In many parts of Africa, the right to belong in the area where you live can be as important as national citizenship for the daily rights of citizens. These issues also impact directly on statelessness and respect for the right to a nationality. In some countries, a person’s identity must be confirmed by a local authority as part of the process of obtaining recognition of citizenship.
A number of states in Africa have attempted to grapple with the problem of ethnic and religious diversity by adopting federal structures. These arrangements have sometimes created new groups of “included” and “excluded” persons at the level of these federal units. Amongst the most important rights depending on local level membership is the right to cultivate land.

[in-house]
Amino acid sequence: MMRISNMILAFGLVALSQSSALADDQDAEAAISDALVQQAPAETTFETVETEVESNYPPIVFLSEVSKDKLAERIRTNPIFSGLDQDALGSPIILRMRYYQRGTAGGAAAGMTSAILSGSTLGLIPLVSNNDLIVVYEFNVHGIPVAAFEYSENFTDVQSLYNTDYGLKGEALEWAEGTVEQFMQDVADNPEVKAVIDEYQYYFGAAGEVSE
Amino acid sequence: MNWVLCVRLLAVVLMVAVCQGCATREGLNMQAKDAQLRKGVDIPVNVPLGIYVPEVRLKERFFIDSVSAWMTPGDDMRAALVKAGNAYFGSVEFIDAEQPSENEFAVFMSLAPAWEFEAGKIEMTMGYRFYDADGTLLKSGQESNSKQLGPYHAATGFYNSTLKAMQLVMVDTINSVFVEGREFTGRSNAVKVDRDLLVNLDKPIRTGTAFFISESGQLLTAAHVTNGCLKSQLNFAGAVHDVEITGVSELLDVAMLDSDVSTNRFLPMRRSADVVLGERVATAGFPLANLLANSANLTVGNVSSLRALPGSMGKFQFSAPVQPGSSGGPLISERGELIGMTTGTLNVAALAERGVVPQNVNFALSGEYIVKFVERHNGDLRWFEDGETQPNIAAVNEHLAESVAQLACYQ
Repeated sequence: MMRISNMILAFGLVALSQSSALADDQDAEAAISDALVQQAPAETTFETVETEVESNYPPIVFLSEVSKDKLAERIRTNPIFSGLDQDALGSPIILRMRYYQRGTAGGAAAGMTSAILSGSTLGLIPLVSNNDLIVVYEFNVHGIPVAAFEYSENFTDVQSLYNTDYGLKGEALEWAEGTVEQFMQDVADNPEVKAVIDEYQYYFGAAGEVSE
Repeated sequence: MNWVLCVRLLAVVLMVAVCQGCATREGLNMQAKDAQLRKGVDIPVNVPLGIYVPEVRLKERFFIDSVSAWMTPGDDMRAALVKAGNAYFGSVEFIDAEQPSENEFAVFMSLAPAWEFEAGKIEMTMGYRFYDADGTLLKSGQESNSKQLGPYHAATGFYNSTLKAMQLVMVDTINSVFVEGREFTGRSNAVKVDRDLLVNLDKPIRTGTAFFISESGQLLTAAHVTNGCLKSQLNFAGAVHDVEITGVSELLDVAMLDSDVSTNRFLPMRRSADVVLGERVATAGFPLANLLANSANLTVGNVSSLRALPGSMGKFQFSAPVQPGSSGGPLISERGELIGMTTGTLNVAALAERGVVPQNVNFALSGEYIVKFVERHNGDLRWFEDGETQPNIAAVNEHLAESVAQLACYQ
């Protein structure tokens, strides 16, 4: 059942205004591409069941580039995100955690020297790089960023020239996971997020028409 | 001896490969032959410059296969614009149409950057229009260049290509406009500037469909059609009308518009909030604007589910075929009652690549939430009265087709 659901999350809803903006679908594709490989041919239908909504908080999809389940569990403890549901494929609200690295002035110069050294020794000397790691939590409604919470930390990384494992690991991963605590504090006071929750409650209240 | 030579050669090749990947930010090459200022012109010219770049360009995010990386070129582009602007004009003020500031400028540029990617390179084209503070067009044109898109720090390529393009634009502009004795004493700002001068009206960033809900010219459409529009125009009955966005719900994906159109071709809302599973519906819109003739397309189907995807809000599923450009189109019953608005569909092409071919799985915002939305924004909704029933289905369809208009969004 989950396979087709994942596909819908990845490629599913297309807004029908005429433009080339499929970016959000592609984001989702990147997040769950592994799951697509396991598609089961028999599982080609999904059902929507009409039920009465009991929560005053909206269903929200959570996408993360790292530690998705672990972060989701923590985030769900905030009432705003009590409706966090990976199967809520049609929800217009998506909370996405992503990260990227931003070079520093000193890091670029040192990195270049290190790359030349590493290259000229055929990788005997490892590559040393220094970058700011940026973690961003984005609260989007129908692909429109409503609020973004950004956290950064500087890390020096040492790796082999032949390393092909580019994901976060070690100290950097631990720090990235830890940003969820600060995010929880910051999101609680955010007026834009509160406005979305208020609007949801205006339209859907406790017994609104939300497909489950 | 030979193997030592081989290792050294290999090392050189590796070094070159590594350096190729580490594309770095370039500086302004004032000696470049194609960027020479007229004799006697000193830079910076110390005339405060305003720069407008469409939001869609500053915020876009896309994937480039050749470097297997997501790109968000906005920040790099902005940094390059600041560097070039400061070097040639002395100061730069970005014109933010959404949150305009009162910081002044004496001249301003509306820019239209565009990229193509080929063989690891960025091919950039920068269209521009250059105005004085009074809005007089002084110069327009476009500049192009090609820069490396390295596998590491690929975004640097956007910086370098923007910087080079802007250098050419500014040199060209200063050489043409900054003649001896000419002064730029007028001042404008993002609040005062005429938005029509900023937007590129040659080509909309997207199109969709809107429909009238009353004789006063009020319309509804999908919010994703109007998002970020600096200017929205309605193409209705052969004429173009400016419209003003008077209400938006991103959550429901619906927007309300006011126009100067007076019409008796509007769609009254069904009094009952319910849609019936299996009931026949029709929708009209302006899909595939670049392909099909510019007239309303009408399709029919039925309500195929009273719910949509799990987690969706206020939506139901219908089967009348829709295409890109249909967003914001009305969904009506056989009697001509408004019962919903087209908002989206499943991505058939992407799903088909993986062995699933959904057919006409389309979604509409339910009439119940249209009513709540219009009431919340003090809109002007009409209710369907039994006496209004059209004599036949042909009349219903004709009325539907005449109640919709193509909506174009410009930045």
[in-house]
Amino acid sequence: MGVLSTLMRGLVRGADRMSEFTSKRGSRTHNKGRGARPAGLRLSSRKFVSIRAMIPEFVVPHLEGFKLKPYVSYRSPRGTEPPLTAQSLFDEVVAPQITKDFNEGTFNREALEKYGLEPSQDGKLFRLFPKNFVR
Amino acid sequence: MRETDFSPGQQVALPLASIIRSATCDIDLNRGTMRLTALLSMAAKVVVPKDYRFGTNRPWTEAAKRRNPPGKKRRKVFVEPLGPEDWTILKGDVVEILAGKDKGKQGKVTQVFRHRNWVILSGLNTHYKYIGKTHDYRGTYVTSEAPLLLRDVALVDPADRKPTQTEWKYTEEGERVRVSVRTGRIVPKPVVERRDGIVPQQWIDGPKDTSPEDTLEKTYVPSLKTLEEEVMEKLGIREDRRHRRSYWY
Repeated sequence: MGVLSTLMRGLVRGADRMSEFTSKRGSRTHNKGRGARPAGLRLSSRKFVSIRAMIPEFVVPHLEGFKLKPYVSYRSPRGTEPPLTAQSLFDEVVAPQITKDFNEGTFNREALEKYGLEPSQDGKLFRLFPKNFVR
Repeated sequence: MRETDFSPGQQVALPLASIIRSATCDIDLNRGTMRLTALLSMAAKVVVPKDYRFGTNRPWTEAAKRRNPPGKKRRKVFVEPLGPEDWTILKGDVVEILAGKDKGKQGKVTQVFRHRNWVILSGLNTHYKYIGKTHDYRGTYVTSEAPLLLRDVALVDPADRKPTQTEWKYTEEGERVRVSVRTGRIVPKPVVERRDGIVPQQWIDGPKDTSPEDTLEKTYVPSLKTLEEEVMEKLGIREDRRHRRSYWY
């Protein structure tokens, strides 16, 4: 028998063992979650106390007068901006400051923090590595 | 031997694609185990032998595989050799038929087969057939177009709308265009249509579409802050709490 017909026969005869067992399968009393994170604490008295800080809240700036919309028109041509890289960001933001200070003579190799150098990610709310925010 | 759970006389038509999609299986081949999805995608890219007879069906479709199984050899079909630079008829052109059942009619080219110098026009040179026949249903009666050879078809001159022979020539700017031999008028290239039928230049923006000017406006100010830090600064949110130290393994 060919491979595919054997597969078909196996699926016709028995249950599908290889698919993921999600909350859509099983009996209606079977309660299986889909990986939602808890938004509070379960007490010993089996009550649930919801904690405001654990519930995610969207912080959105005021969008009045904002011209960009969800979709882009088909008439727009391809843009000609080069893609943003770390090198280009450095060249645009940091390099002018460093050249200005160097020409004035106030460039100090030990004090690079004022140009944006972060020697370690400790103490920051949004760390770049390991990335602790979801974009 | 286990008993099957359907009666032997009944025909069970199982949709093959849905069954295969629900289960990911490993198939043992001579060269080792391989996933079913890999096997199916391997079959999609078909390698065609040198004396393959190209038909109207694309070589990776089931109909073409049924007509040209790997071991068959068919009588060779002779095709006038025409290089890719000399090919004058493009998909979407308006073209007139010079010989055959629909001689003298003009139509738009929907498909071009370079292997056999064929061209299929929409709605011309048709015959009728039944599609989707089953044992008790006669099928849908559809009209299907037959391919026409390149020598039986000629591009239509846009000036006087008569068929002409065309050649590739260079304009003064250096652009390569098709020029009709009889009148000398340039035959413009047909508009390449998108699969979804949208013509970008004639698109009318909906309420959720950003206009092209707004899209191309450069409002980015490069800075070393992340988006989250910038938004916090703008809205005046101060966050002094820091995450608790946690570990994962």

In Nigeria, for example, the constitutional provisions establishing the “federal character” of the state has created a system in which many rights depend on certification as an “indigene” of a particular state and local government area. A “certificate of indigeneity” is one of the foundational documents to obtain a passport. In Ethiopia, a federal structure has empowered some groups, and created the right to create new government units by referendum for any “nation, nationality or people”. But the system has also created problems for those who are in the minority in their state of residence. Similar problems exist in the decentralised structures of many other states without an explicitly federal system.